Visitors can drive around the perimeter or park and walk around the zoo. There is also a small train which takes you across the Passage through Asia.
Live events include meeting the meerkats, chimpanzee get-togethers, feeding the penguins, feeding the red river hogs, talking about the elephants, walking through the lemur enclosure and seeing the creatures in the Discovery Centre.
Wikipedia describes the history behind this great zoo: visit link
'ZSL Whipsnade Zoo is a zoo located at Whipsnade, near Dunstable in Bedfordshire, England.
Originally the zoo was called Whipsnade Park Zoo, which was often shortened to Whipsnade Zoo or even just Whipsnade. In 1988 the name was changed to Whipsnade Wild Animal Park, but in March 2007 it was renamed ZSL Whipsnade Zoo.
It is owned by the Zoological Society of London (ZSL), a charity devoted to the worldwide conservation of animals and their habitats, and is a companion to ZSL London Zoo in Regent's Park, London.
The park covers 600 acres (2.4 km2), and can be located from miles to the north and from the air because of the Whipsnade White Lion, a large hill figure carved into the side of the Dunstable Downs (part of the Chiltern Hills) below the White Rhino enclosure.
Due to its size, inside the park, visitors may walk, use the Zoo's bus service, or drive their own cars between the various animal enclosures, or through an 'Asian' area where some animals are allowed to roam free. There is also a narrow gauge train service.
ZSL Whipsnade Zoo is one of Europe's largest wildlife conservation parks. It is home to 2,955 animals, many of which are endangered in the wild. The majority of the animals are kept within sizeable enclosures; others, such as the peacocks, the South American mara and Australian wallabies, roam freely around the park.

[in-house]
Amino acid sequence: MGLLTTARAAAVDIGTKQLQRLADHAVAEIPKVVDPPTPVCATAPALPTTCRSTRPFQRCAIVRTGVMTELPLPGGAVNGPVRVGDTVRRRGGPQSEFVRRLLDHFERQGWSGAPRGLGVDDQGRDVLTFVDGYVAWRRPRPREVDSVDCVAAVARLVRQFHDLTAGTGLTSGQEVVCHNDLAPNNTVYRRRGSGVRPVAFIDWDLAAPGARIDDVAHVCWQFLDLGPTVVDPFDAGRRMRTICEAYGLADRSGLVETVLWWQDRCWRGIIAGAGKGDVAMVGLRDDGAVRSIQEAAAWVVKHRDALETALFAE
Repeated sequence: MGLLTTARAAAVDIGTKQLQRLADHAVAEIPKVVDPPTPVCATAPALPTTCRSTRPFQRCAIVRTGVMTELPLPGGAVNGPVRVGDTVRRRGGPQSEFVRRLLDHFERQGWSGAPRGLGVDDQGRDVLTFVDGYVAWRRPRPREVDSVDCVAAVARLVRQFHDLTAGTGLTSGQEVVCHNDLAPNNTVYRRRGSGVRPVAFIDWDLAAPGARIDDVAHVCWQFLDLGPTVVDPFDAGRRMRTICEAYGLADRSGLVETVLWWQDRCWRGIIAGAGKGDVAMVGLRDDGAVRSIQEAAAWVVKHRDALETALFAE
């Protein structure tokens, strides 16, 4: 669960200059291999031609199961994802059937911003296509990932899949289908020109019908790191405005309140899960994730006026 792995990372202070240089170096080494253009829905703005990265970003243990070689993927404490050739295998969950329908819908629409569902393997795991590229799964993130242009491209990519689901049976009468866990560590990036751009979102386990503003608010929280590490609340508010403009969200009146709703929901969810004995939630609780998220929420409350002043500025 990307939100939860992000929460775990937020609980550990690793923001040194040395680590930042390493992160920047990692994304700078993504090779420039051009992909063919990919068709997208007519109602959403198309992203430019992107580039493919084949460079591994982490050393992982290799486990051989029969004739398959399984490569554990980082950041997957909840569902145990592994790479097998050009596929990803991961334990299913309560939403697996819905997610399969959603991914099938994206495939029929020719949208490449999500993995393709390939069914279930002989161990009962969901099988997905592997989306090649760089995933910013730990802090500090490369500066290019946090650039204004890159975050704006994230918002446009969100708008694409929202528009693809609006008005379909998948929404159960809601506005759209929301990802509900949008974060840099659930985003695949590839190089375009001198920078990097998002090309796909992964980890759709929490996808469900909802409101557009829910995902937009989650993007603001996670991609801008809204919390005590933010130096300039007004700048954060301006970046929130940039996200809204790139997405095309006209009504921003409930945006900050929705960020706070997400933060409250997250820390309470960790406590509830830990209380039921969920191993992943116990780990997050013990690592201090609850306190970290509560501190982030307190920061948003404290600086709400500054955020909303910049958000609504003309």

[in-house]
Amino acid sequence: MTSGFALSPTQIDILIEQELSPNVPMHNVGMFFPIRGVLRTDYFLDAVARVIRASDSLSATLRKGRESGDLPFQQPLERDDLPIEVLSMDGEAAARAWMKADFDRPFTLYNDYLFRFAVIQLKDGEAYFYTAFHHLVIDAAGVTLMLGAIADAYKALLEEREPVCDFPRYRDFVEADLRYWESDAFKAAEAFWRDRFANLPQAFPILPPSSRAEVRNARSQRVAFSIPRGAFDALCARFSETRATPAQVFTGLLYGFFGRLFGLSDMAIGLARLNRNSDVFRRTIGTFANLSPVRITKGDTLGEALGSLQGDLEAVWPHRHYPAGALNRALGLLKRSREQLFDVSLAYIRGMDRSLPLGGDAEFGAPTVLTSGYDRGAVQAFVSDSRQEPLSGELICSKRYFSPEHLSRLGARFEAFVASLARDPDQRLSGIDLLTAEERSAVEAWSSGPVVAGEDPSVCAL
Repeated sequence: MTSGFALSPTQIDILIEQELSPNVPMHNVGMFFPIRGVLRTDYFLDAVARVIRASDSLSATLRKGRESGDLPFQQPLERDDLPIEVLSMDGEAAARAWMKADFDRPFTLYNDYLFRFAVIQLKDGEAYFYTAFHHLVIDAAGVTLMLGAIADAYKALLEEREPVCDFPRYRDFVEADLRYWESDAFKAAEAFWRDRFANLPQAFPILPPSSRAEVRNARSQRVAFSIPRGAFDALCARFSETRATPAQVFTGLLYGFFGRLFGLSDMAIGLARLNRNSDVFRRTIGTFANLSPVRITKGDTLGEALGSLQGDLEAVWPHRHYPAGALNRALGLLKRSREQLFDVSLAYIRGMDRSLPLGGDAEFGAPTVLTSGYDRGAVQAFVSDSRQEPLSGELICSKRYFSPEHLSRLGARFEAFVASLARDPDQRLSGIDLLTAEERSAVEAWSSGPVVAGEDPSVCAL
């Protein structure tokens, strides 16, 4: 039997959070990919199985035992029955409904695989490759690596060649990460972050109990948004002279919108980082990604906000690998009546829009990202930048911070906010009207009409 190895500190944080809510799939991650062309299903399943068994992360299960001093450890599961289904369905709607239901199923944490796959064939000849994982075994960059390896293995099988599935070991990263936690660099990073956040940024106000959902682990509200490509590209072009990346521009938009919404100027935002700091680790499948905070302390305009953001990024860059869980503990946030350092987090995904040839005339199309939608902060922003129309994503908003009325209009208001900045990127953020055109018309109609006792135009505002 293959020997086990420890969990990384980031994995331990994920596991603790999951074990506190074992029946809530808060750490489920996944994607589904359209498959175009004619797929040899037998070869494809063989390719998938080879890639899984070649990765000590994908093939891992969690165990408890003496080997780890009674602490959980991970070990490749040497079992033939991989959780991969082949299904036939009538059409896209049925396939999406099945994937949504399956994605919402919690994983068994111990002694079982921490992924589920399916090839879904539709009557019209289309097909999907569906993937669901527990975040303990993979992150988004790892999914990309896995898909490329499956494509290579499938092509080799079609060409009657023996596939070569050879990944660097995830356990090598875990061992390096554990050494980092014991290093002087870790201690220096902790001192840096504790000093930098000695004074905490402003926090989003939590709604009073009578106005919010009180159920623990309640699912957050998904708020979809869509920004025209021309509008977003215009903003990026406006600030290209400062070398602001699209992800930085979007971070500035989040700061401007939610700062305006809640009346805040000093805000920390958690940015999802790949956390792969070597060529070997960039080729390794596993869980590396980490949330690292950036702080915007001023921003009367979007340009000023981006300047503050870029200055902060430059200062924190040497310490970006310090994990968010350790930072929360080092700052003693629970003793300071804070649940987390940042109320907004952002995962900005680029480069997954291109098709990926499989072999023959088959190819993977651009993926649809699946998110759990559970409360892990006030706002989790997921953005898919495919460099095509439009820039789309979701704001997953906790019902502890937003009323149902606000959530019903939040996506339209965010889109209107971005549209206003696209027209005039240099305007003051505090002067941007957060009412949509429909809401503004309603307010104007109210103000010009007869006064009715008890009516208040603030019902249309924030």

The Zoological Society of London was founded in 1826 by Sir Stamford Raffles with the aim of promoting the worldwide conservation of animals and their habitats. To this end ZSL London Zoo in Regents Park, London was established.
Almost 100 years later, Sir Peter Chalmers Mitchell (ZSL Secretary 1903-1935) was inspired by a visit to the Bronx Zoological Park to create a park in Britain as a conservation centre.
Hall Farm, a derelict farm on the Dunstable Downs, 30 mi (48 km) to the north of London was purchased by the Zoological Society of London in 1926 for £480 12s 10d. The site was fenced, roads built and trees planted.
The first animals arrived at the park in 1928, including two Lady Amherst's Pheasants, a Golden Pheasant and five red junglefowl. Others soon followed including muntjac, llama, wombats and skunks.
Whipsnade Park Zoo opened on Sunday 23 May 1931. It was the first open zoo in Europe to be easily accessible to the visiting public. It was an immediate success and received over 38,000 visitors on the following Monday. The Brown Bear enclosure is a surviving feature from the earliest days of the zoo.
The collection of animals was boosted in 1932 by the purchase of a collection from a defunct travelling menagerie and some of the larger animals walked to the zoo from Dunstable station.
World War II
During the Second World War the zoo acted as a refuge for animals evacuated from the Regents Park London Zoo. The celebrity Giant Pandas Ming, Sung and Tang were among these animals but were soon returned to London to boost morale in the capital. During 1940, 41 bombs fell on the park with little damage to the zoo structure, however a 3 year old giraffe named Boxer, which had been born at the zoo, was frightened to death by the explosions. Some of the ponds in the park are the remains of bomb craters from this period.
In 1996, a new elephant house and paddock was opened to replace the architecturally outstanding but cramped original elephant house designed by Lubetkin & Tecton in 1935. The old house remains at the zoo as a Grade II listed building and its associated enclosure contains the zoo's lemurs.
In the early 2000s the zoo added a number of new exhibits including Lions of the Serengeti in 2005, a walk-through lemur enclosure in 2007 (officially opened on 28 March 2007 by Dominic Byrne from The Chris Moyles Show on Radio 1, who is a regular visitor to the park), the Rhinos of Nepal exhibit in February 2007, Cheetah Rock on Easter 2008, a sloth bear exhibit in May 2008, and Wild Wild Whipsnade in May 2009. In July 2008, the Cafe on the Lake was reopened after remodeling, with its name changed to the Wild Bite Cafe.
In May 2009, William Windsor (known as Billy), a goat mascot of the British Army's Royal Welsh regiment, retired to the Zoo after eight years' distinguished service performing ceremonial duties.'